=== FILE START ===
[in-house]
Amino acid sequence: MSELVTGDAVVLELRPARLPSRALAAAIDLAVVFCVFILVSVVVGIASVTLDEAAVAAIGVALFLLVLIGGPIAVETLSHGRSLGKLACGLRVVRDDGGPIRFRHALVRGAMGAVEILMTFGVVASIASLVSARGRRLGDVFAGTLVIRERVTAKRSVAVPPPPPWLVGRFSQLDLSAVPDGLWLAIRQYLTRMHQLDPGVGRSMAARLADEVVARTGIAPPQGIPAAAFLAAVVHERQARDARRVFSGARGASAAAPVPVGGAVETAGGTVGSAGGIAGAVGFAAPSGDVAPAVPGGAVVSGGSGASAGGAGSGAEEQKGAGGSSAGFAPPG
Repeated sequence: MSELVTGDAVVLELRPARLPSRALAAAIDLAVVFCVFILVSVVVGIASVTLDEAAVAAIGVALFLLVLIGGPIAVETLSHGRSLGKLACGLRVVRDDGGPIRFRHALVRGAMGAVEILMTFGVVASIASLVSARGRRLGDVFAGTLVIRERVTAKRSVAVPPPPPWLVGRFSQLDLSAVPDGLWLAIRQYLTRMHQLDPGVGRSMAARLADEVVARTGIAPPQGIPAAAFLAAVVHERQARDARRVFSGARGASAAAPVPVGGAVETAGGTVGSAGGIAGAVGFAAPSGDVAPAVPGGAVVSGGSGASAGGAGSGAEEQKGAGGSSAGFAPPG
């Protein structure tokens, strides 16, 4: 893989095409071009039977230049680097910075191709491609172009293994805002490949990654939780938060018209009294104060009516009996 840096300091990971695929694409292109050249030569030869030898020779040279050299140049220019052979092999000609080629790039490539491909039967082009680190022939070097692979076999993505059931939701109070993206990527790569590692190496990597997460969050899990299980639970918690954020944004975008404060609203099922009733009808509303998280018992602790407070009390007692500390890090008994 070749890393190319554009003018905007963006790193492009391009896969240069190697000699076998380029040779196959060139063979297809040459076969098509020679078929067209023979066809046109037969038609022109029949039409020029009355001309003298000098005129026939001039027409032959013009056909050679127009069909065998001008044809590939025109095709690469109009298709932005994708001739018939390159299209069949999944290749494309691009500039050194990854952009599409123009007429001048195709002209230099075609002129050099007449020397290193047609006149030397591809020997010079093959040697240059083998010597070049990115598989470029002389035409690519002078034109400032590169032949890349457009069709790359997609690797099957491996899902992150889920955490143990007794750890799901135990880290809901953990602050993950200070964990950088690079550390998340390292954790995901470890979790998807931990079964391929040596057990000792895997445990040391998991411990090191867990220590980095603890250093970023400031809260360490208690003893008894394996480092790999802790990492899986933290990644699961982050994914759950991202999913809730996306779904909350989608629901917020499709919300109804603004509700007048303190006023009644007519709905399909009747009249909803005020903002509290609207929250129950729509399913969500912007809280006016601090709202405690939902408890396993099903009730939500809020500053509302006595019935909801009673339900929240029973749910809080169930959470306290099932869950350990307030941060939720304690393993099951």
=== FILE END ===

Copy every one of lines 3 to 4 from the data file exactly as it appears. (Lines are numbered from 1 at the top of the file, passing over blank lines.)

Repeated sequence: MSELVTGDAVVLELRPARLPSRALAAAIDLAVVFCVFILVSVVVGIASVTLDEAAVAAIGVALFLLVLIGGPIAVETLSHGRSLGKLACGLRVVRDDGGPIRFRHALVRGAMGAVEILMTFGVVASIASLVSARGRRLGDVFAGTLVIRERVTAKRSVAVPPPPPWLVGRFSQLDLSAVPDGLWLAIRQYLTRMHQLDPGVGRSMAARLADEVVARTGIAPPQGIPAAAFLAAVVHERQARDARRVFSGARGASAAAPVPVGGAVETAGGTVGSAGGIAGAVGFAAPSGDVAPAVPGGAVVSGGSGASAGGAGSGAEEQKGAGGSSAGFAPPG
């Protein structure tokens, strides 16, 4: 893989095409071009039977230049680097910075191709491609172009293994805002490949990654939780938060018209009294104060009516009996 840096300091990971695929694409292109050249030569030869030898020779040279050299140049220019052979092999000609080629790039490539491909039967082009680190022939070097692979076999993505059931939701109070993206990527790569590692190496990597997460969050899990299980639970918690954020944004975008404060609203099922009733009808509303998280018992602790407070009390007692500390890090008994 070749890393190319554009003018905007963006790193492009391009896969240069190697000699076998380029040779196959060139063979297809040459076969098509020679078929067209023979066809046109037969038609022109029949039409020029009355001309003298000098005129026939001039027409032959013009056909050679127009069909065998001008044809590939025109095709690469109009298709932005994708001739018939390159299209069949999944290749494309691009500039050194990854952009599409123009007429001048195709002209230099075609002129050099007449020397290193047609006149030397591809020997010079093959040697240059083998010597070049990115598989470029002389035409690519002078034109400032590169032949890349457009069709790359997609690797099957491996899902992150889920955490143990007794750890799901135990880290809901953990602050993950200070964990950088690079550390998340390292954790995901470890979790998807931990079964391929040596057990000792895997445990040391998991411990090191867990220590980095603890250093970023400031809260360490208690003893008894394996480092790999802790990492899986933290990644699961982050994914759950991202999913809730996306779904909350989608629901917020499709919300109804603004509700007048303190006023009644007519709905399909009747009249909803005020903002509290609207929250129950729509399913969500912007809280006016601090709202405690939902408890396993099903009730939500809020500053509302006595019935909801009673339900929240029973749910809080169930959470306290099932869950350990307030941060939720304690393993099951």